Christian Traditions

23 05 2009

My father died in 2007 and my brother has started going through some of the seemingly endless boxes that my father had had in storage.  Aside from showing me that he was not the straight A student he claimed to be, this report card from Valpo University sheds some light on other, darker subjects.  Perhaps the reason why I’m an atheist today is because my father evidently got a D in “Christian Traditions 3”.  Bravo old man, bravo.  This is the same man who signed off on my pledges to be a good christian in my cub scout book.

Despite this report card, I still love ya papa.


Chief Justice Roberts – Model Conservative

18 05 2009

From the New Yorker:

In every major case since he became the nation’s seventeenth Chief Justice, Roberts has sided with the prosecution over the defendant, the state over the condemned, the executive branch over the legislative, and the corporate defendant over the individual plaintiff.  Even more than Scalia, who has embodied judicial conservatism during a generation of service on the Supreme Court, Roberts has served the interests, and reflected the values, of the contemporary Republican Party.

This is a very interesting and frightening article by Jeffrey Toobin, exploring John Roberts’ career so far as Chief Justice.  It’s a thoughtful article about Roberts and well worth the read.

Pay-Day: Blackmail the Catholic Church

14 05 2009

The New York Timeshas an interesting article about former Archbishop Weakland of Milwaukee.  Evidently 20 years ago he had had an affair with a 30 year old man who then blackmailed the Catholic church for $450,000 – what they paid to keep him quiet.

He has a memoir coming out next month which promises to be a good insight into the corruption of the Church.


The archbishop is also one of the first to actually come out of the closet.  He believes that the church’s teachings about women and homosexuals are misguided.  I hope he succeeds in his efforts to reform the church – for if there has to be a church, I’d rather it be a tolerant one.

National Day of Prayer

7 05 2009

Today is the National Day of Prayer– that glorious day where all pretenses of state keeping separate from religion are destroyed and we can all get together and do something we would all be doing anyway.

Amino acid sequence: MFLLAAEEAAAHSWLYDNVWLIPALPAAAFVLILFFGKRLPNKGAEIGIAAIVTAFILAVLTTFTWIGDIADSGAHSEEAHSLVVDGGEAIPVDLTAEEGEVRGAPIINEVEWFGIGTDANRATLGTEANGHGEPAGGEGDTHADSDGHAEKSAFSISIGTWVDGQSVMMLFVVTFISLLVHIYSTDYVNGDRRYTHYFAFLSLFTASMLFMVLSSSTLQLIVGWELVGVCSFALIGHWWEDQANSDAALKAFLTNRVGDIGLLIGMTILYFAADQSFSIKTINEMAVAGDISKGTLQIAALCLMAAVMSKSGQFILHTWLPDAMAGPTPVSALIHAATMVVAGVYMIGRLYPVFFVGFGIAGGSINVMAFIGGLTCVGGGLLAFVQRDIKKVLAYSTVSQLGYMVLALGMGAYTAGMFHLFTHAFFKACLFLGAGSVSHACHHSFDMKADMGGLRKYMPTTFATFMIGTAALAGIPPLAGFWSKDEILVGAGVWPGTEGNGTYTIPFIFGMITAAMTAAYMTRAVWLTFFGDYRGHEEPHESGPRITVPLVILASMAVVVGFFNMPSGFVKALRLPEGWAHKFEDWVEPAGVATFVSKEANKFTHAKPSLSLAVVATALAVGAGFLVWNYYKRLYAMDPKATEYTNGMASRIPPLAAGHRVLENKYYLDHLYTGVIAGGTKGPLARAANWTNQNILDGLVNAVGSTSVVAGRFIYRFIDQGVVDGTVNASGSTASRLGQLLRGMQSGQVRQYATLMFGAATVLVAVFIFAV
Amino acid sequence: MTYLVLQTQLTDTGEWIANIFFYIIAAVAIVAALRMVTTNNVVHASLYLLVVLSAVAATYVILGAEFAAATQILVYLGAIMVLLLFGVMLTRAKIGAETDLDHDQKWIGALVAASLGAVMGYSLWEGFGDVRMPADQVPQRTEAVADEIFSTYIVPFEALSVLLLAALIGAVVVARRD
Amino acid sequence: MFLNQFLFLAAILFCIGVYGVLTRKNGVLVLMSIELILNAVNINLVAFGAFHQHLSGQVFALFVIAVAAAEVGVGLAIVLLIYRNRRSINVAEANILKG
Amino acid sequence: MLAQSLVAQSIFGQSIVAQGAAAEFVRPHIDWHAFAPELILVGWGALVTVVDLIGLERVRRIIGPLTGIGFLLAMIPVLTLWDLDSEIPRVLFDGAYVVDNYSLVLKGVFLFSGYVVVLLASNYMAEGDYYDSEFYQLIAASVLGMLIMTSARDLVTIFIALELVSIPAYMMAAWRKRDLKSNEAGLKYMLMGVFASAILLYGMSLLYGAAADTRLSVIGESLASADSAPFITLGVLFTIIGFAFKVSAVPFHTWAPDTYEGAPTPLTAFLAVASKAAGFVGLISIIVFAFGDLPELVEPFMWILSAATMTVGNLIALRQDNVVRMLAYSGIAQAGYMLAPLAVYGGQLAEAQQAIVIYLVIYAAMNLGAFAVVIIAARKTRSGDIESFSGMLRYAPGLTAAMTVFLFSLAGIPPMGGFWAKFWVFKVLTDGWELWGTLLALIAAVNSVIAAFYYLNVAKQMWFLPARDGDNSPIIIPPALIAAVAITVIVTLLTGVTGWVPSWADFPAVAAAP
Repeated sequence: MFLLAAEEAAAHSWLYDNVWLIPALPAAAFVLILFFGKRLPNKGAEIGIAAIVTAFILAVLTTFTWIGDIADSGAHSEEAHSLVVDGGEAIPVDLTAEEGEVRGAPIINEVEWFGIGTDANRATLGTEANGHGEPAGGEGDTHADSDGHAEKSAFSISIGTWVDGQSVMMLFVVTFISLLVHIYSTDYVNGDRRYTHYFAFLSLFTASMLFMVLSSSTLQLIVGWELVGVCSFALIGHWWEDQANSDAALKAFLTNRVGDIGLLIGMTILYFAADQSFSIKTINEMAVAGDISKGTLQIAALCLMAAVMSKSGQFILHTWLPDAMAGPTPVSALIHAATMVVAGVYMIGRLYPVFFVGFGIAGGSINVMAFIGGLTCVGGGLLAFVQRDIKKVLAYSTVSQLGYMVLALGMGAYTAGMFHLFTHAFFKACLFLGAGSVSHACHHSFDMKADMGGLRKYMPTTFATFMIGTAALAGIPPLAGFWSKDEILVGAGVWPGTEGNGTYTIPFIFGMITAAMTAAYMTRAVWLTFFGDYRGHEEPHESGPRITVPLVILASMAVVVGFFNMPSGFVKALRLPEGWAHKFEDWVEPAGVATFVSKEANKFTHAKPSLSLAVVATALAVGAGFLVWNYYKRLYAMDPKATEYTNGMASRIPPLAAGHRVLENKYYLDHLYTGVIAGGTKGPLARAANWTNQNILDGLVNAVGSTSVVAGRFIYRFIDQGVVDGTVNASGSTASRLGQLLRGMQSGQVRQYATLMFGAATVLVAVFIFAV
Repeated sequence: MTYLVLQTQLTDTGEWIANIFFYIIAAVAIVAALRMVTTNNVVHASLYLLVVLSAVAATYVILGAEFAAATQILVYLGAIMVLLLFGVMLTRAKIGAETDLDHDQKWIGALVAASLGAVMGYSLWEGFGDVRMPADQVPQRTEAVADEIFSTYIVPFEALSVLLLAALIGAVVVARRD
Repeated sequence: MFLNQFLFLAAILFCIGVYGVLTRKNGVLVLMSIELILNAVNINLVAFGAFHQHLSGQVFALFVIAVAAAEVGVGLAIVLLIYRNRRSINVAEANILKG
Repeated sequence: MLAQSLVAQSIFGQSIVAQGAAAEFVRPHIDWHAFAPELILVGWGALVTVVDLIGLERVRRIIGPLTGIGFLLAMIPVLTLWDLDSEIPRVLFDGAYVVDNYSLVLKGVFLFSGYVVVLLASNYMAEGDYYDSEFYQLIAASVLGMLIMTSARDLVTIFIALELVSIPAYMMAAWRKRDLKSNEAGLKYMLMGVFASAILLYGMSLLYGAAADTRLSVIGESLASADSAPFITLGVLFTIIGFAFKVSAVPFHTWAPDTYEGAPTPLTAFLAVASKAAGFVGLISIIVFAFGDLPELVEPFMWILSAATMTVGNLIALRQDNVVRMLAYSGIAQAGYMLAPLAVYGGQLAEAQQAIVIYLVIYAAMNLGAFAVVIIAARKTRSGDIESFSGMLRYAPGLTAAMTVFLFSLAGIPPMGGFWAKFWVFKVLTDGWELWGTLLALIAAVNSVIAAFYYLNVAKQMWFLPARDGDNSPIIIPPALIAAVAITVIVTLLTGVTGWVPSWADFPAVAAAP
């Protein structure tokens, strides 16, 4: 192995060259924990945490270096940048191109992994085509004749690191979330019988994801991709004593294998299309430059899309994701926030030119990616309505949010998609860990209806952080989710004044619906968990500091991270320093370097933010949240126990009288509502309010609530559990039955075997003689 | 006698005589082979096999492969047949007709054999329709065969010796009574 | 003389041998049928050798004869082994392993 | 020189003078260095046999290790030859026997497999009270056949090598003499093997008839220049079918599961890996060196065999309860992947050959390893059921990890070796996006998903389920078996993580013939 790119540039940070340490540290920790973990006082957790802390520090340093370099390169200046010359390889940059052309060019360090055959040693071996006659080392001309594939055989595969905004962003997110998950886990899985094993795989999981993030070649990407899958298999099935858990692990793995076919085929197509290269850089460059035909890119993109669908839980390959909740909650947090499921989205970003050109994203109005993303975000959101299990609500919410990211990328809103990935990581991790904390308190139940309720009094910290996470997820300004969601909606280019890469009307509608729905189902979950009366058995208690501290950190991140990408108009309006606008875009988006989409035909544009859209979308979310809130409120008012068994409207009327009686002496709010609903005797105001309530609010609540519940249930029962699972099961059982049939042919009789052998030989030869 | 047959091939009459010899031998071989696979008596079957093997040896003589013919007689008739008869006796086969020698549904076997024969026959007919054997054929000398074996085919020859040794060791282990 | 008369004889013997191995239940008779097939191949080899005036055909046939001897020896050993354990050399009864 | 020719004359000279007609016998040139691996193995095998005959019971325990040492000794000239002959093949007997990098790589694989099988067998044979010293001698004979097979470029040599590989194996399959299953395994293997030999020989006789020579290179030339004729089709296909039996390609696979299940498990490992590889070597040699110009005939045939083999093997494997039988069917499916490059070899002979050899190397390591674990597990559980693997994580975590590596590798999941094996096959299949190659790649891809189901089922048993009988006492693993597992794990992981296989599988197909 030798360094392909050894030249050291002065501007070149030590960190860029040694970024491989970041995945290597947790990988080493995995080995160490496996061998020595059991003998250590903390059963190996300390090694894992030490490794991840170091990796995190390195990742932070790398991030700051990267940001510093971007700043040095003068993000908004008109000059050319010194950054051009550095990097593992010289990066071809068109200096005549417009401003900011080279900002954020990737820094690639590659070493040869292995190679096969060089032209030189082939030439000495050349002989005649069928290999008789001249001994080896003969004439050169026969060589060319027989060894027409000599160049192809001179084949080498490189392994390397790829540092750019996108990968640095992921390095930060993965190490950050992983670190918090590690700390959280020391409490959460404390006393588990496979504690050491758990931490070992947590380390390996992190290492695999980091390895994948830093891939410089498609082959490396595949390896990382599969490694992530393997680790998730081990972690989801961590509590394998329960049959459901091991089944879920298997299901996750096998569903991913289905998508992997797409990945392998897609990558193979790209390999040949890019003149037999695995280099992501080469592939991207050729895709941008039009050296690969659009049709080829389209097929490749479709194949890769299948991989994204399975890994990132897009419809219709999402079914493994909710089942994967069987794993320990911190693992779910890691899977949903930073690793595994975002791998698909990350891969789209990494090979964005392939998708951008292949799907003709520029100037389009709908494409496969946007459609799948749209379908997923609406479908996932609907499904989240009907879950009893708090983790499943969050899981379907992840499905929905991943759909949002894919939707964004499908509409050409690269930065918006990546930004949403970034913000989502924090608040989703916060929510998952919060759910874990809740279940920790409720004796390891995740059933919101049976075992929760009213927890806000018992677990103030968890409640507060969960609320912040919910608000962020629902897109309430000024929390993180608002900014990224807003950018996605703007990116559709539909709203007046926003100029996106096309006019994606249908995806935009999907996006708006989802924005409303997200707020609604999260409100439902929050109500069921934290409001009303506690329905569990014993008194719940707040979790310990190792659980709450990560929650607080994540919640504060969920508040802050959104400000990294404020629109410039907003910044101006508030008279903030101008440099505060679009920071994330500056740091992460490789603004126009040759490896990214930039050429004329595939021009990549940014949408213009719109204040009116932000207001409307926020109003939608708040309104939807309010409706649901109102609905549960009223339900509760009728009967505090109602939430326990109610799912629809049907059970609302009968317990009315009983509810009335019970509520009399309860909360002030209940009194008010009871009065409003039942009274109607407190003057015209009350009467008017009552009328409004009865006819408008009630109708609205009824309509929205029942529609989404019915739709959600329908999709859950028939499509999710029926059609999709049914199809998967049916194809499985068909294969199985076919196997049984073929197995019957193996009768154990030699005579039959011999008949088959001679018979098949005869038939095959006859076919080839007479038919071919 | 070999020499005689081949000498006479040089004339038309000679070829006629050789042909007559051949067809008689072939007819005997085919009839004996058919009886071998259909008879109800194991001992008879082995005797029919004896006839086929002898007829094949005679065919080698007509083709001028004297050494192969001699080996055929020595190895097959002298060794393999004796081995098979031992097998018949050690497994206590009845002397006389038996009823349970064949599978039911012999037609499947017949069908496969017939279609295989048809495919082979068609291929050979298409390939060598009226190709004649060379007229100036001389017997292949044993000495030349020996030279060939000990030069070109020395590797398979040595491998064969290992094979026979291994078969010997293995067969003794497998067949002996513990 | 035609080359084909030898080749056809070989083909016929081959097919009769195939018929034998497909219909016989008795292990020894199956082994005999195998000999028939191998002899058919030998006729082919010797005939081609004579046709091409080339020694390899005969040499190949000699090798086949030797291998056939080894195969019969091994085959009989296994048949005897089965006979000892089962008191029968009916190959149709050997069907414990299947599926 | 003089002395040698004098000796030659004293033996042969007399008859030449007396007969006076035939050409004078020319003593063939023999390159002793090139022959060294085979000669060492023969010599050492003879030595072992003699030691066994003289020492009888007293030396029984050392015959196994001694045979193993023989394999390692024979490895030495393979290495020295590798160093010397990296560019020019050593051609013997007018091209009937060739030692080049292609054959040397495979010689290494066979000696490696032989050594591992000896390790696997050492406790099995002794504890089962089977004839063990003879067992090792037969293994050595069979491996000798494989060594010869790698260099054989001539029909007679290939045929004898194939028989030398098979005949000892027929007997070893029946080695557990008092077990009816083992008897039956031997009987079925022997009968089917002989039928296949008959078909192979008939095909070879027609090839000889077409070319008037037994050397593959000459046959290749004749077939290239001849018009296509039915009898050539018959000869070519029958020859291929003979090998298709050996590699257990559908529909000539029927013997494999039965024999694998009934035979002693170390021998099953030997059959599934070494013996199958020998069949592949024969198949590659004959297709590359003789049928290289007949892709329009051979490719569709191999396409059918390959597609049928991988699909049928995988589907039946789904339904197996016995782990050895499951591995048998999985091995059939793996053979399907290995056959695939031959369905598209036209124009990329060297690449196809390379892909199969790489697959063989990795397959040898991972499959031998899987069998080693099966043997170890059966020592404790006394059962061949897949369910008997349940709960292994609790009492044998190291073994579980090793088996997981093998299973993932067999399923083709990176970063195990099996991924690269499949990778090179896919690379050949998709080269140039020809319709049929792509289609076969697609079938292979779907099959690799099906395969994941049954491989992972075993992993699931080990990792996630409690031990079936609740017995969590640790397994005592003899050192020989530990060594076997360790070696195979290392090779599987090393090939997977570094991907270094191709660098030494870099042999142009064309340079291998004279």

Unless of course you are non-religious – in which case this day is actually kind of offensive in the civil liberties violating kind of way.

Obama in a way is sweeping the day under the rug, but he is signing a proclamation.

I hope you will join me in celebrating this day by not praying.


Camping with Jesus

7 05 2009

So I’ll admit it – in 1990 I was a cub scout.  I recently stumbled upon my old ‘Wolf’ book and found something that I have no recolection of – the section about a cub scout’s duty to god:

Here is the Boy Scout of America website that details how and why they don’t let atheists be boyscouts.

More scans after the jump . . .

Read the rest of this entry »

21st Century Crusades

4 05 2009

American soldiers are distributing copies of the New Testament that they had printed in the native Afghan languages to the people of the country.  This is a direct violation of the US Constitution, Army rules, and the laws applying to troops in Afghanistan. 

And this footage was shot a year ago . . . so why hasn’t anything been done about it?  Sometimes it is easier and less controversial to just ignore a problem – that doesn’t mean that we should though.

Golden Rule Evidently Taken more as a Suggestion

1 05 2009

From CNN:

The more often Americans go to church, the more likely they are to support the torture of suspected terrorists, according to a new survey.  More than half of the people who attend services at least once a week — 54 percent — said the use of torture against suspected terrorists is “often” or “sometimes” justified.  Only 42 percent of people who “seldom or never” go to services agreed, according to the analysis released Wednesday by the Pew Forum on Religion & Public Life.

White evangelical Protestants were the religious group most likely to say torture is often or sometimes justified — more than six in 10 supported it.  People unaffiliated with any religious organization were least likely to back it.  Only four in 10 of them did.

Perhaps it is because one of the most common things found at a religious service is:


But then again, I don’t really buy the argument that images of violence beget violence – so maybe it is just their fucked up morals.